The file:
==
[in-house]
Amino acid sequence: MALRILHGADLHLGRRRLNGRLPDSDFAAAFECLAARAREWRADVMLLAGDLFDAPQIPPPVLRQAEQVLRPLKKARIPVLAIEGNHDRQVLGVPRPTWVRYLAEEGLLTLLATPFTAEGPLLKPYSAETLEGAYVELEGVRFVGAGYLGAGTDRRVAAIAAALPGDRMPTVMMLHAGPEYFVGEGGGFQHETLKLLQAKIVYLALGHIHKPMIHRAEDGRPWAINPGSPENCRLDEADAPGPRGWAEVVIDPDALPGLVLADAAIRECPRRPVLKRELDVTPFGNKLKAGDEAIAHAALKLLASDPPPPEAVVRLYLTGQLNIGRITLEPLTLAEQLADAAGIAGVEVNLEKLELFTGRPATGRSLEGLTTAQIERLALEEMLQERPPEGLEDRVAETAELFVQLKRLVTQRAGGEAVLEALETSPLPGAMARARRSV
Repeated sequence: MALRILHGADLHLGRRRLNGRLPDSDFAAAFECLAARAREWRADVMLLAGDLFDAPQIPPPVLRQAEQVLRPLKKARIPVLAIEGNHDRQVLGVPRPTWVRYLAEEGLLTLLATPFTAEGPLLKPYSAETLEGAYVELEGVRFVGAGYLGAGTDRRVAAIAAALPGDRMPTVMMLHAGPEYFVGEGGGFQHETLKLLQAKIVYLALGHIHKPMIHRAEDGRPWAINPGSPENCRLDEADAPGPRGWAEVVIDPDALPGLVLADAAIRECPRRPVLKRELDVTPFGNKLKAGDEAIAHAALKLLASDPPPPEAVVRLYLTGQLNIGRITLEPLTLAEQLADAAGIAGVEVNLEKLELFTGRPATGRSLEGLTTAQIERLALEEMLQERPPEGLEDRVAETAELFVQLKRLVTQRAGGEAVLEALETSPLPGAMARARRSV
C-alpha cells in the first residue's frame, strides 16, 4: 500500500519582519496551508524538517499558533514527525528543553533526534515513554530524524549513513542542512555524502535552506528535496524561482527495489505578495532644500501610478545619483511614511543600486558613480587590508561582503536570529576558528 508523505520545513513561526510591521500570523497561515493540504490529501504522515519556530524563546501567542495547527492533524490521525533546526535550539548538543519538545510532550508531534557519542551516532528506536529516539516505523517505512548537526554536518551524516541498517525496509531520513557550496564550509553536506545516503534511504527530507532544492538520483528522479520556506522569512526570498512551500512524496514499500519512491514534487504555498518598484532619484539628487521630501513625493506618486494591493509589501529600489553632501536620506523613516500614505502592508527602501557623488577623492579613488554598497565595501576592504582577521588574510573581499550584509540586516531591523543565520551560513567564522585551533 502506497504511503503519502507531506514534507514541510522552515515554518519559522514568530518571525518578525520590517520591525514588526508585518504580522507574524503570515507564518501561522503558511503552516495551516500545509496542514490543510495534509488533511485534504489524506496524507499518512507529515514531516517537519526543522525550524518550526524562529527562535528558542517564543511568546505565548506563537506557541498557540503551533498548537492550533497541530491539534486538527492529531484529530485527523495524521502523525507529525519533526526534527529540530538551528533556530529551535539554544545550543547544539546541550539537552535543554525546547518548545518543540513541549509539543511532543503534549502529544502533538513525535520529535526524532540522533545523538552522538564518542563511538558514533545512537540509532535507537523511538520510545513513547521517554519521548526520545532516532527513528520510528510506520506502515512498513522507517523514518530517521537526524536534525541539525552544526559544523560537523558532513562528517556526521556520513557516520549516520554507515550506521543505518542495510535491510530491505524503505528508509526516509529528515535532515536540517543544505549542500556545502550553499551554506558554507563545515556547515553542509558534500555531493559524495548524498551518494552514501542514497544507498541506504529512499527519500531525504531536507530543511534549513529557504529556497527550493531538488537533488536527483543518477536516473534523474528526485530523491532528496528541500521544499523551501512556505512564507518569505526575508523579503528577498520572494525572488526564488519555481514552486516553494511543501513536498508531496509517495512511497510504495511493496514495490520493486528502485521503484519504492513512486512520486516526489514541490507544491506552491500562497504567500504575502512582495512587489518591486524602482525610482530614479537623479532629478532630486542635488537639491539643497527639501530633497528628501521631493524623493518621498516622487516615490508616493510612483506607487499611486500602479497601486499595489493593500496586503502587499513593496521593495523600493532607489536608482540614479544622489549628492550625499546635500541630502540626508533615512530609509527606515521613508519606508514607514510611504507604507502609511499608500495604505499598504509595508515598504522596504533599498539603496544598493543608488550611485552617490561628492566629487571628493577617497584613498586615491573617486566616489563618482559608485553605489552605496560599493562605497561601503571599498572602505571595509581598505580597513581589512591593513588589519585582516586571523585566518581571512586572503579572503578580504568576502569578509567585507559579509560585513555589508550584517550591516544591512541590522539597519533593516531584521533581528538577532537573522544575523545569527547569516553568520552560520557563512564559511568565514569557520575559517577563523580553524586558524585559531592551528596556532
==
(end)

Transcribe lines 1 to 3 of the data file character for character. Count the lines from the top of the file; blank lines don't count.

[in-house]
Amino acid sequence: MALRILHGADLHLGRRRLNGRLPDSDFAAAFECLAARAREWRADVMLLAGDLFDAPQIPPPVLRQAEQVLRPLKKARIPVLAIEGNHDRQVLGVPRPTWVRYLAEEGLLTLLATPFTAEGPLLKPYSAETLEGAYVELEGVRFVGAGYLGAGTDRRVAAIAAALPGDRMPTVMMLHAGPEYFVGEGGGFQHETLKLLQAKIVYLALGHIHKPMIHRAEDGRPWAINPGSPENCRLDEADAPGPRGWAEVVIDPDALPGLVLADAAIRECPRRPVLKRELDVTPFGNKLKAGDEAIAHAALKLLASDPPPPEAVVRLYLTGQLNIGRITLEPLTLAEQLADAAGIAGVEVNLEKLELFTGRPATGRSLEGLTTAQIERLALEEMLQERPPEGLEDRVAETAELFVQLKRLVTQRAGGEAVLEALETSPLPGAMARARRSV
Repeated sequence: MALRILHGADLHLGRRRLNGRLPDSDFAAAFECLAARAREWRADVMLLAGDLFDAPQIPPPVLRQAEQVLRPLKKARIPVLAIEGNHDRQVLGVPRPTWVRYLAEEGLLTLLATPFTAEGPLLKPYSAETLEGAYVELEGVRFVGAGYLGAGTDRRVAAIAAALPGDRMPTVMMLHAGPEYFVGEGGGFQHETLKLLQAKIVYLALGHIHKPMIHRAEDGRPWAINPGSPENCRLDEADAPGPRGWAEVVIDPDALPGLVLADAAIRECPRRPVLKRELDVTPFGNKLKAGDEAIAHAALKLLASDPPPPEAVVRLYLTGQLNIGRITLEPLTLAEQLADAAGIAGVEVNLEKLELFTGRPATGRSLEGLTTAQIERLALEEMLQERPPEGLEDRVAETAELFVQLKRLVTQRAGGEAVLEALETSPLPGAMARARRSV